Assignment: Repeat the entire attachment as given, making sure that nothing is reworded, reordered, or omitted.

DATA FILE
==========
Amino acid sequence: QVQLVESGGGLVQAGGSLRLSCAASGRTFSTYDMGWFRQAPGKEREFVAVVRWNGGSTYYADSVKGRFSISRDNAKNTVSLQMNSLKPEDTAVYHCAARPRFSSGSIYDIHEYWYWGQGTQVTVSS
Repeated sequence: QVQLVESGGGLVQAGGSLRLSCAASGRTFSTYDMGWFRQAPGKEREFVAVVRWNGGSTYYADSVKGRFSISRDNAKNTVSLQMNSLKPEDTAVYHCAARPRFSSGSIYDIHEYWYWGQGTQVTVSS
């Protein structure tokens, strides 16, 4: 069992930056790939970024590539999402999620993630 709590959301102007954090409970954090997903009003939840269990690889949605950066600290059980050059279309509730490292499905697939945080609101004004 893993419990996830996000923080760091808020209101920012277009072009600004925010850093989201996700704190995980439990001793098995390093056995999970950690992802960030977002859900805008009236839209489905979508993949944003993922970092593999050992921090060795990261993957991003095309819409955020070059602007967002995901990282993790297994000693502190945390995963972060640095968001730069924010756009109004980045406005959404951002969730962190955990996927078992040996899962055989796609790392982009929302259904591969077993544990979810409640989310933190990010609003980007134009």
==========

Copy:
Amino acid sequence: QVQLVESGGGLVQAGGSLRLSCAASGRTFSTYDMGWFRQAPGKEREFVAVVRWNGGSTYYADSVKGRFSISRDNAKNTVSLQMNSLKPEDTAVYHCAARPRFSSGSIYDIHEYWYWGQGTQVTVSS
Repeated sequence: QVQLVESGGGLVQAGGSLRLSCAASGRTFSTYDMGWFRQAPGKEREFVAVVRWNGGSTYYADSVKGRFSISRDNAKNTVSLQMNSLKPEDTAVYHCAARPRFSSGSIYDIHEYWYWGQGTQVTVSS
């Protein structure tokens, strides 16, 4: 069992930056790939970024590539999402999620993630 709590959301102007954090409970954090997903009003939840269990690889949605950066600290059980050059279309509730490292499905697939945080609101004004 893993419990996830996000923080760091808020209101920012277009072009600004925010850093989201996700704190995980439990001793098995390093056995999970950690992802960030977002859900805008009236839209489905979508993949944003993922970092593999050992921090060795990261993957991003095309819409955020070059602007967002995901990282993790297994000693502190945390995963972060640095968001730069924010756009109004980045406005959404951002969730962190955990996927078992040996899962055989796609790392982009929302259904591969077993544990979810409640989310933190990010609003980007134009």